A member of the SNEWS® testing crew says that when he was young his father showed him how to protect luggage and gear stowed on a roof rack or in the back of a truck. His father would meticulously lay out a weatherproof tarp, place the luggage, rolled sleeping bags, camping gear or whatever near the center of one half of the tarp. Then, by folding up the sides first, then folding over the top with the open end toward the back of the vehicle, he’d secure the load with some well-placed rope, straps and ties.
Worked well enough, but there were always drawbacks—flapping tarp fabric if you didn’t secure the load just right, small leaks and wet sleeping bags where rain often seeped in along the unsecured edges, and loads that had to be carried out of the garage and carefully placed on the car rack one by one. If only our tester’s dad had known about BigFoot—essentially a large weatherproof tarp that has heavy number 10 zippers along the sides.
Lay it flat. Then load it, fold it, zip it, tote it and secure it. Packing gear into a truck or onto a car never has been this easy. There’s no flapping fabric, thanks to heavy-duty, sewn-on straps and buckles that secure the load inside. And there are no unsecured open edges to encourage leaking as all the sides secure closed with easy-to-pull zipper sliders that lock together if desired. Padded handles can also be used as anchors to secure the bag on to a roof rack or inside a truck bed or small trailer.
The BigFoot bag comes in three sizes (small, 57 by 52 inches; medium, 86 by 72 inches; large, 118 by 96 inches) and several styles (a Cargo bag made from reinforced 18-ounce UV-treated vinyl; a Gear bag made from UV-treated 600 by 600 denier polyester with heavy vinyl coating; and a Yard bag manufactured from heavy-duty polypropylene.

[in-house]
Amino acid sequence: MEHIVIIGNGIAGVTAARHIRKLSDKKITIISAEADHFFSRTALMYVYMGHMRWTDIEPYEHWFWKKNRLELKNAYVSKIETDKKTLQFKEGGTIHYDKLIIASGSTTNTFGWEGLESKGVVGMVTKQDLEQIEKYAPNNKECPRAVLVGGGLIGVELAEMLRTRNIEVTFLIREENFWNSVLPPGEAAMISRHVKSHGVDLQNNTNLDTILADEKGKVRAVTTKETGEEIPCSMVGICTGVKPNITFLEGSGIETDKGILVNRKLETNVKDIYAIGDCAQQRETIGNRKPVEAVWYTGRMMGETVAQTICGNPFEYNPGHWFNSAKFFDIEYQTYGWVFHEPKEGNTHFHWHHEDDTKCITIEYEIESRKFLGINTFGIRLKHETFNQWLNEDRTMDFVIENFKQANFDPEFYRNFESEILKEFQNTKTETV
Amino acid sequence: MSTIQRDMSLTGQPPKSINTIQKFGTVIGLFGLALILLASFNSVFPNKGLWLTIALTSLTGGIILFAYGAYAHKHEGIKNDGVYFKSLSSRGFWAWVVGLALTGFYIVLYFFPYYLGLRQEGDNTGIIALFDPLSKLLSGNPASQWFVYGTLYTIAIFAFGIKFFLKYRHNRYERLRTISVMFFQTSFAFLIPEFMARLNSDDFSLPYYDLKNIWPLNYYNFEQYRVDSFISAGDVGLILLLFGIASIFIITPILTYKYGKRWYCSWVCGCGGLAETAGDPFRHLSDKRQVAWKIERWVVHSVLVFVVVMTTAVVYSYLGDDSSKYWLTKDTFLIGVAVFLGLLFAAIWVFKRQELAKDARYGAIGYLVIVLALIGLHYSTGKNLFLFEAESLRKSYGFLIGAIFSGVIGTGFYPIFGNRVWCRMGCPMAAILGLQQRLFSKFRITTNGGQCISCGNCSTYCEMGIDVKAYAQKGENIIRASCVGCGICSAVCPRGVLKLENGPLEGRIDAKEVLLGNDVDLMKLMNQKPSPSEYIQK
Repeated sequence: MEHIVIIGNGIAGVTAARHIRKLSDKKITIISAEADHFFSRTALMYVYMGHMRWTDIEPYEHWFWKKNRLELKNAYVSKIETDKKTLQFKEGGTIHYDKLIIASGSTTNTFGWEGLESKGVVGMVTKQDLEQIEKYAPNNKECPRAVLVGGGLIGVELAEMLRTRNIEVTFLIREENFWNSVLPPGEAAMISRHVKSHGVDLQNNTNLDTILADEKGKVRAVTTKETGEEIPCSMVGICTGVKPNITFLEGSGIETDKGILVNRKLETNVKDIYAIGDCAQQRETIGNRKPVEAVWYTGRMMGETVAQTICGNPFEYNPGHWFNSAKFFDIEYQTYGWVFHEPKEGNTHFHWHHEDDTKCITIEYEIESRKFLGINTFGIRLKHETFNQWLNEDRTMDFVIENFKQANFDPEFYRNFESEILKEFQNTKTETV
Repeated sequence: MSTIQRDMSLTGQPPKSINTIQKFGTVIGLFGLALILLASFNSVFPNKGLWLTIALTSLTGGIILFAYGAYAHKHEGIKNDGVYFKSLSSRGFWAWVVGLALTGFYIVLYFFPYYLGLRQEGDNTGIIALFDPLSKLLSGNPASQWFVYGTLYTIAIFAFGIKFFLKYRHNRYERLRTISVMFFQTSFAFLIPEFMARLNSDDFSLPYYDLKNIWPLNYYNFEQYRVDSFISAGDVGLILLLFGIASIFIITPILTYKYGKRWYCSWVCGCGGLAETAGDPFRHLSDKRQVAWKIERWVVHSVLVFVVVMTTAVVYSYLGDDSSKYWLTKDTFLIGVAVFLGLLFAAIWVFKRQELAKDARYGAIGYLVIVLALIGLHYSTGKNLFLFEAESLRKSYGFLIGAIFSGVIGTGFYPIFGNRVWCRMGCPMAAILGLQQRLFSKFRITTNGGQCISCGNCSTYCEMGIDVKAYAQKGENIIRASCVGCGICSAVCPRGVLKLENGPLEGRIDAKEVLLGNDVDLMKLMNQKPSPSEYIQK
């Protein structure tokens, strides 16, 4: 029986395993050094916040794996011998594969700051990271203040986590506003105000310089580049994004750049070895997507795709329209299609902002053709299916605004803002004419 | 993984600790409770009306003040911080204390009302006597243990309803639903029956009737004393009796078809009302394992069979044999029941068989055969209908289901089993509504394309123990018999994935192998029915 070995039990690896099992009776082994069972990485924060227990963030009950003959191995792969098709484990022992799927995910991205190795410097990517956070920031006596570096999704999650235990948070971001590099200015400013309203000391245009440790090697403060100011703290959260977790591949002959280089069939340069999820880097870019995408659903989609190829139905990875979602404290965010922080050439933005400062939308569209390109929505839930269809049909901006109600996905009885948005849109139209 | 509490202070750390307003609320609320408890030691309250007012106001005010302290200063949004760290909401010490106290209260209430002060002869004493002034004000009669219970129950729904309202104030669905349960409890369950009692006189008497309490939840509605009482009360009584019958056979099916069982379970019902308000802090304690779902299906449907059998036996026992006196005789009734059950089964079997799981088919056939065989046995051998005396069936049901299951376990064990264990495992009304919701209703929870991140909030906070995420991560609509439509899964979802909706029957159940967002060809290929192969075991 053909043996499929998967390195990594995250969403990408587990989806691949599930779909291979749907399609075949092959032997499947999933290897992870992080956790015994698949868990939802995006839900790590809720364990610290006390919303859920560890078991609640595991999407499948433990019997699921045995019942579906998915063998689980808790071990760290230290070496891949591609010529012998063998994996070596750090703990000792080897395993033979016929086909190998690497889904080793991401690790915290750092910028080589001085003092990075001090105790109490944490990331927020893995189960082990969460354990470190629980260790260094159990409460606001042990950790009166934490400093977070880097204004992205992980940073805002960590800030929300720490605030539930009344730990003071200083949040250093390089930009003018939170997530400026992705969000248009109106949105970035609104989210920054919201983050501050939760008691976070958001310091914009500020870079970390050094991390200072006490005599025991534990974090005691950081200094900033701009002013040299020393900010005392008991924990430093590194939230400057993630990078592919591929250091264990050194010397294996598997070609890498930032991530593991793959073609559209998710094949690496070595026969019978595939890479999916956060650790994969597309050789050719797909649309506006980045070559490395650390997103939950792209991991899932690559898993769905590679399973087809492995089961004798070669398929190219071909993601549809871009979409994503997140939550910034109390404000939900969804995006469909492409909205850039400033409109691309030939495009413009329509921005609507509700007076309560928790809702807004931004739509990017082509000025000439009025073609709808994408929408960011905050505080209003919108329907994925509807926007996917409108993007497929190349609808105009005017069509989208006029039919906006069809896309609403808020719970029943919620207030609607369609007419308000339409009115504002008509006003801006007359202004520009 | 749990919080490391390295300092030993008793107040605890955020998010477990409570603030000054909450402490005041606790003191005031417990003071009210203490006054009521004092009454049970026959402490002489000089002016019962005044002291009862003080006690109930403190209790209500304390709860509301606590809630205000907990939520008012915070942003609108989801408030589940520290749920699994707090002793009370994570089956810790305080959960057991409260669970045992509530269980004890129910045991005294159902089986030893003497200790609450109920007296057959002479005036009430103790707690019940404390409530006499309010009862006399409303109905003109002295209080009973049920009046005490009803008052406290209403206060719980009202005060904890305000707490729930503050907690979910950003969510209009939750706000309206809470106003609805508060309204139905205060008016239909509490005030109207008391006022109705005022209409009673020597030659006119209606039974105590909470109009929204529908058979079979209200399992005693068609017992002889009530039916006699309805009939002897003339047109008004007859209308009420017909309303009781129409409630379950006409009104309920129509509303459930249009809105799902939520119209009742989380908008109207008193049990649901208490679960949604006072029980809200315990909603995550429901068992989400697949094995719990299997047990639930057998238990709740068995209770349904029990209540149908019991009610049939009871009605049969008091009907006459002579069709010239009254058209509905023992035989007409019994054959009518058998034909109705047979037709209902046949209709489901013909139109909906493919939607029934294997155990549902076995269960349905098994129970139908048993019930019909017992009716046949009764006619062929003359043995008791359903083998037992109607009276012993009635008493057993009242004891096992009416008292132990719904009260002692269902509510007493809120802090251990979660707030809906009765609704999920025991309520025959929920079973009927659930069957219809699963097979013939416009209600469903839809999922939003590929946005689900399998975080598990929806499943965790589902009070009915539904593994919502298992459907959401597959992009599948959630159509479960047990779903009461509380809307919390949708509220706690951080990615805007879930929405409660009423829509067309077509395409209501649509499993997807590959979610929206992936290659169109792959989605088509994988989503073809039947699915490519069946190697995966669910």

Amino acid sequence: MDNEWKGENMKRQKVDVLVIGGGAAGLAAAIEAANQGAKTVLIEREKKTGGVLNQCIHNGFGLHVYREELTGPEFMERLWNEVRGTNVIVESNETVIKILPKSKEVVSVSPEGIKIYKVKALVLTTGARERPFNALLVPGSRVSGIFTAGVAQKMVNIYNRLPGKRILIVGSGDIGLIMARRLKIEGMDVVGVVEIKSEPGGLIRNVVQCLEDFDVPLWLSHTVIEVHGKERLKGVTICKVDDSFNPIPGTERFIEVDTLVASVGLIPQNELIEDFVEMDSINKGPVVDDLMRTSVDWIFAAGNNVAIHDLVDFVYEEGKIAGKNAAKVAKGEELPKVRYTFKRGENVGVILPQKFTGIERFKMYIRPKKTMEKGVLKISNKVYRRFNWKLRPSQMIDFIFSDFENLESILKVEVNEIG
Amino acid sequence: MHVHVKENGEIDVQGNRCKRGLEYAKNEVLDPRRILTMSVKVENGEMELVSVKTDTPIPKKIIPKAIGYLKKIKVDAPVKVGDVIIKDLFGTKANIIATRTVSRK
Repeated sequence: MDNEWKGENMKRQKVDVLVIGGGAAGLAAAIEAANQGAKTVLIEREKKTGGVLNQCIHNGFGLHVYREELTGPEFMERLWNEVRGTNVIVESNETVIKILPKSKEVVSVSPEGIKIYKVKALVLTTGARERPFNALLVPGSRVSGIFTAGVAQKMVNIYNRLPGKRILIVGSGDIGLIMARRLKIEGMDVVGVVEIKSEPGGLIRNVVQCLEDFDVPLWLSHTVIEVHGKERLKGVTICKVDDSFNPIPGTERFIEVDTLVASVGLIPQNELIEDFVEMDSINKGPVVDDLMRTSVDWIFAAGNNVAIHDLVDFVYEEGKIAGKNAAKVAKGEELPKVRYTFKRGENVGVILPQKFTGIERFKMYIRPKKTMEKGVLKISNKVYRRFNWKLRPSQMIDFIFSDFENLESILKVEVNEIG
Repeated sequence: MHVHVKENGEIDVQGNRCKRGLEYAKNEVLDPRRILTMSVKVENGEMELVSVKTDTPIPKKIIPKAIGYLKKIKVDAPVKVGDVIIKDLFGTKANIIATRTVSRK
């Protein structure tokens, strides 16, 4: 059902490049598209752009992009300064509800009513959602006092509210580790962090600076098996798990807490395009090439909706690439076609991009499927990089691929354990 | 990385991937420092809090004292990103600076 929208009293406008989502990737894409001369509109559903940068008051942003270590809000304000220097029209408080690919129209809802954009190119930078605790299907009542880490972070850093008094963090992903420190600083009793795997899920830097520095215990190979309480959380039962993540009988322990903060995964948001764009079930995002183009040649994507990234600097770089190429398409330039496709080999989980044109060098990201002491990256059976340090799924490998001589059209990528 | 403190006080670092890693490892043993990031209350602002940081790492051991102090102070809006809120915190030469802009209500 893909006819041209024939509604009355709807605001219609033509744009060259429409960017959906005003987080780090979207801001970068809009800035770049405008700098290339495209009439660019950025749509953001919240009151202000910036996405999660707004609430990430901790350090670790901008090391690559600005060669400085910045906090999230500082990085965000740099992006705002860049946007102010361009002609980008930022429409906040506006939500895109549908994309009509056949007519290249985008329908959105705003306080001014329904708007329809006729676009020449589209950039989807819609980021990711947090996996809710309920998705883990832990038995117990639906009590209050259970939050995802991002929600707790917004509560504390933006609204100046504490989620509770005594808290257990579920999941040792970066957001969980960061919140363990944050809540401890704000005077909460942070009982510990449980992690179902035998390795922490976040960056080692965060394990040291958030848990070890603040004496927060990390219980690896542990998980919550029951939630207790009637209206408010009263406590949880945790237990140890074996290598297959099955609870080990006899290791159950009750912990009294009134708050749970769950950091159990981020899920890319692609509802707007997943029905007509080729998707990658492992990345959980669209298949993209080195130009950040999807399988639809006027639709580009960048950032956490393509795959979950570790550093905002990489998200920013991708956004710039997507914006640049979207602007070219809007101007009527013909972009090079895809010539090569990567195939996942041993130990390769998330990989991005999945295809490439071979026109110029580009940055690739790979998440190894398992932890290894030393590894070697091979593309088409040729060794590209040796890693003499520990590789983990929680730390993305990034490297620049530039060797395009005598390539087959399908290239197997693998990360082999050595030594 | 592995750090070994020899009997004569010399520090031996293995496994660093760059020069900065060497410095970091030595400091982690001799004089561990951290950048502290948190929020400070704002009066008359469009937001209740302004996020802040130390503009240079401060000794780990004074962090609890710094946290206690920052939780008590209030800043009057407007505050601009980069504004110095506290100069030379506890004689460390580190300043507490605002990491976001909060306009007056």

We tested the medium-sized Gear bag over the course of a year, driving to and from destinations in driving rains, slushy snow, and sometimes very dusty conditions. In every case, the BigFoot Gear bag made loading so much simpler, even when packing unevenly sized boxes full of magazines and trade show booth materials along with personal luggage and gear. While it does take two people to heft a fully loaded BigFoot Gear bag into or onto a vehicle, it’s much easier to load up in a garage, and then transport the loaded bag a short distance to a nearby vehicle, than it is to carry multiple packages from one place to another, over and over again until packed. We’ve also used the Gear bag as a waterproof ground cloth. It’s clearly very durable and easy to clean—open it up, turn on the hose and wash off any accumulated dirt, mud, or spilled jam from a peanut butter and jelly sandwich incident.
A couple of caveats though. One, while the bag material is waterproof, and the zippers are covered with a weatherproof flat, a fully-loaded bag on the roof of a vehicle that is zipping along at 65 mph in a driving rain will develop a few interior damp spots—those zippers are not waterproof. In the back bed of a truck however, we had absolutely no leaks, even when the bag was sitting in a foot of wet slush for more than 12 hours. Also, be careful what you do load into a BigFoot. Even though we had two people to tote the bag, using nifty padded handles, it was very difficult to schlep what essentially became a giant gear burrito when the weight exceeded 100 pounds and our vehicle was more than a few steps away.
SNEWS® Rating: 4.5 hands clapping (1 to 5 hands clapping possible, with 5 clapping hands representing functional and design perfection)
Suggested retail: $45 for the small Gear bag up to $99 for the large – the Cargo bags run about $10 more per size.
For more information:www.bigfootbag.com